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Questioning The Use Of Negative Heel Stretching

A vital part of treatment for Achilles tendonitis and plantar fasciitis is stretching of these structures. There is a very powerful Achilles and plantar fascia stretch that is often used in an eccentric Achilles strengthening program. This stretch involves the person lowering one or both heels off of the edge of a stair or curb. Although patients have said this stretch feels great, this negative heel stretch or negative heel position can actually be damaging to the tendon and/or fascia.

I do not recommend this stretch at all but I realize many practitioners out there do. Think about the logic of the maneuver. With the heel in a vulnerable, unprotected position, one lowers that heel into a position that it is not used to being in. If you think about heel position in life activities (functional activities), our heels are either at the same height as the front of the foot or elevated above the front of the foot as in a normal heeled shoe. Negative heel stretching places the heels in an uncustomary and often stressful position. 

Almost one’s full body weight goes into the Achilles attachment and that of the plantar fascia into the calcaneus. One “Golden Rule of Foot” for me is to avoid negative heel stretching. I implore patients to not take a chance on overloading the weakened areas, leading to even greater damage to the tissues. My best examples of this are patients with Achilles tendonitis or plantar fasciitis who improve in rehabilitation, only to have their problem flare up when introducing “heel drop” exercises. The first patient I treated in private practice with bilateral Achilles tendonitis ruptured one of his Achilles tendons doing negative heel exercises.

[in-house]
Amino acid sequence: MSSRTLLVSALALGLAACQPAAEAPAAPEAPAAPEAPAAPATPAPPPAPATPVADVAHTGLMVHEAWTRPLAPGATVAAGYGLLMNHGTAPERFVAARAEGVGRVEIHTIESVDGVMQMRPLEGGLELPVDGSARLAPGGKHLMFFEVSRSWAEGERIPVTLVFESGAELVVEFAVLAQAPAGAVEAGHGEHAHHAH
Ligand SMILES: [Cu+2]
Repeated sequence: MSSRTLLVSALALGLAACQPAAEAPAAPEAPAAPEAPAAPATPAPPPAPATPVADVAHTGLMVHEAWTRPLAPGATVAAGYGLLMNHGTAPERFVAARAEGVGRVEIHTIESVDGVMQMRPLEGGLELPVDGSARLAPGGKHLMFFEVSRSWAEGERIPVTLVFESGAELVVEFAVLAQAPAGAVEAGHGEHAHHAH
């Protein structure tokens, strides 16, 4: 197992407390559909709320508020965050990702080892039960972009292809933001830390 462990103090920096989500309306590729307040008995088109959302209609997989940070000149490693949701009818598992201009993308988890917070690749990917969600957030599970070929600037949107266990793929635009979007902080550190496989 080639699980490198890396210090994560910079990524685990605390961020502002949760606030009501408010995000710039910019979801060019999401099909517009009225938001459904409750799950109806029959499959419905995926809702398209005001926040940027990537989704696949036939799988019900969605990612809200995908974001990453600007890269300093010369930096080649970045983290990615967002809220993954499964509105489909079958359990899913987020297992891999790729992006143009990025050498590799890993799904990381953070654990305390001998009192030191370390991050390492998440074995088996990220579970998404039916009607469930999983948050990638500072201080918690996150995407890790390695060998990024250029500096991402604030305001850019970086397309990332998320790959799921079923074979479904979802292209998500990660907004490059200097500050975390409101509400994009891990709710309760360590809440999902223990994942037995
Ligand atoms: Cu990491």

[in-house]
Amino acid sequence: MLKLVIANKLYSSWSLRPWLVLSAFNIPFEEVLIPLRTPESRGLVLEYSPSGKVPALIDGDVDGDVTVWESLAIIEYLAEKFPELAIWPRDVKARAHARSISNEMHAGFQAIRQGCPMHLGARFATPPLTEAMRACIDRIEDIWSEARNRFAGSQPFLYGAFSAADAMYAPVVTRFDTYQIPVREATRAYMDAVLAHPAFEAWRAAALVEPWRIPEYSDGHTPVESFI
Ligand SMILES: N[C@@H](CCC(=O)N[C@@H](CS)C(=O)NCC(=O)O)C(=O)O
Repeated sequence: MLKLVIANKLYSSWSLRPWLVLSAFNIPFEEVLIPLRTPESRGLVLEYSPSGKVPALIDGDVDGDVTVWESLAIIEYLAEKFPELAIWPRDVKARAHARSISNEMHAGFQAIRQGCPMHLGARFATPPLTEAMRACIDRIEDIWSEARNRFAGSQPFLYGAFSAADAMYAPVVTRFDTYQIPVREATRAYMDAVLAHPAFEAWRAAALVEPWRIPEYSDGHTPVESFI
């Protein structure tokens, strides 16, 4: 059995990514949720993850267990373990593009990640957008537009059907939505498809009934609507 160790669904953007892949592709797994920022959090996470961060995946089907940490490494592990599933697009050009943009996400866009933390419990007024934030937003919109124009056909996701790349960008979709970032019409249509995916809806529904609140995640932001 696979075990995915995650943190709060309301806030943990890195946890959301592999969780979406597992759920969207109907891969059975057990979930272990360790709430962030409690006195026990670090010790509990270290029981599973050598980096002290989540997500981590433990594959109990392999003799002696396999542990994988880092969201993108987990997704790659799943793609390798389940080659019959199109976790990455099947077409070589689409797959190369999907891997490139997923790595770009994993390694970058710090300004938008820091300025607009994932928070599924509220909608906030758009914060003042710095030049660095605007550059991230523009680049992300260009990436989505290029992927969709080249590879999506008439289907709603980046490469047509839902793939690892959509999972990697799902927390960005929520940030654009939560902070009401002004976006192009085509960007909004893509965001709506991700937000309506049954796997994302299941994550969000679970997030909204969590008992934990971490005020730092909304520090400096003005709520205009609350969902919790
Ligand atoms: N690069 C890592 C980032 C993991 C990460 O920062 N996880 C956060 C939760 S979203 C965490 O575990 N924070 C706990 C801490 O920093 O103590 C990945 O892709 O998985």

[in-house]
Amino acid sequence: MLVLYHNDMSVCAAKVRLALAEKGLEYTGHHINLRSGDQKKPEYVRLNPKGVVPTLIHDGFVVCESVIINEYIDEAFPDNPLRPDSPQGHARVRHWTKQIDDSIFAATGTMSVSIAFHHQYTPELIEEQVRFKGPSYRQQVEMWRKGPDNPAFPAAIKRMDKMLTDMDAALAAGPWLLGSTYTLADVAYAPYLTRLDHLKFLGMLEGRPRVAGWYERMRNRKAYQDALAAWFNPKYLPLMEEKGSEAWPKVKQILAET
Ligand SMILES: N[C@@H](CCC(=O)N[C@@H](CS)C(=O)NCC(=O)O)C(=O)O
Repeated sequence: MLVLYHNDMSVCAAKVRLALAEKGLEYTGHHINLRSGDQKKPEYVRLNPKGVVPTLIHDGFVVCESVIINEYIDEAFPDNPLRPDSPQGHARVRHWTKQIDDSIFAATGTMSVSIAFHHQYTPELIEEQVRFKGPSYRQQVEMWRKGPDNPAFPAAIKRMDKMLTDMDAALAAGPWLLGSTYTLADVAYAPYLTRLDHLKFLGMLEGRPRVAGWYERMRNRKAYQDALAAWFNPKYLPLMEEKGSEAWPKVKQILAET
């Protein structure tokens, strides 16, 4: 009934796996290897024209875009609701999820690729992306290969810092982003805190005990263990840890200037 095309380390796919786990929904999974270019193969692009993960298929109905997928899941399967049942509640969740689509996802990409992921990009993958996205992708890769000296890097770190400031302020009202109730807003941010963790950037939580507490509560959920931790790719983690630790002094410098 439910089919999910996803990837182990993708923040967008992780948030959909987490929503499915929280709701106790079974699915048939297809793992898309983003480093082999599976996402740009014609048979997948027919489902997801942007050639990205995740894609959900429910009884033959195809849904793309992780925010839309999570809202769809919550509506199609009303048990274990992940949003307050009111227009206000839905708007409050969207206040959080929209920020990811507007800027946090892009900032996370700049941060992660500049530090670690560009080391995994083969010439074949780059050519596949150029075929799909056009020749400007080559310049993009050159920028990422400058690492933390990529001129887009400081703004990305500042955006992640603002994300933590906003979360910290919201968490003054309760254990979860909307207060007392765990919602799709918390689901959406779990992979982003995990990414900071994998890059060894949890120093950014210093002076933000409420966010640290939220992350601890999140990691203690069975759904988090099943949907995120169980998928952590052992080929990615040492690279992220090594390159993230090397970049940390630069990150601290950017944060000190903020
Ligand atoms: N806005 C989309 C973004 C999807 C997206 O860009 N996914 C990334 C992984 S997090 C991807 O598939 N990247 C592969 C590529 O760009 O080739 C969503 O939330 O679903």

There are many other ways to stretch these areas. It is important to be very cautious even with no prior pain history in these areas. Eccentric Achilles training can still involve lifting the heel off the ground as much as possible and slowly lowering the heel to a stable level ground position. This is still eccentric.

I strongly encourage you to critically evaluate the recommendations you give patients, even if you have done so for years. We all want our patients to improve but let us consider the mechanics of these exercises, the benefits and potential pitfalls thereof.

Dr. Blake is in practice at the Center for Sports Medicine, which is affiliated with St. Francis Memorial Hospital in San Francisco. He is a past president of the American Academy of Podiatric Sports Medicine. Dr. Blake is the author of the recently published book, “The Inverted Orthotic Technique: A Process Of Foot Stabilization For Pronated Feet,” which is available at

Editor’s note: This blog originally appeared at It is adapted with permission from the author.

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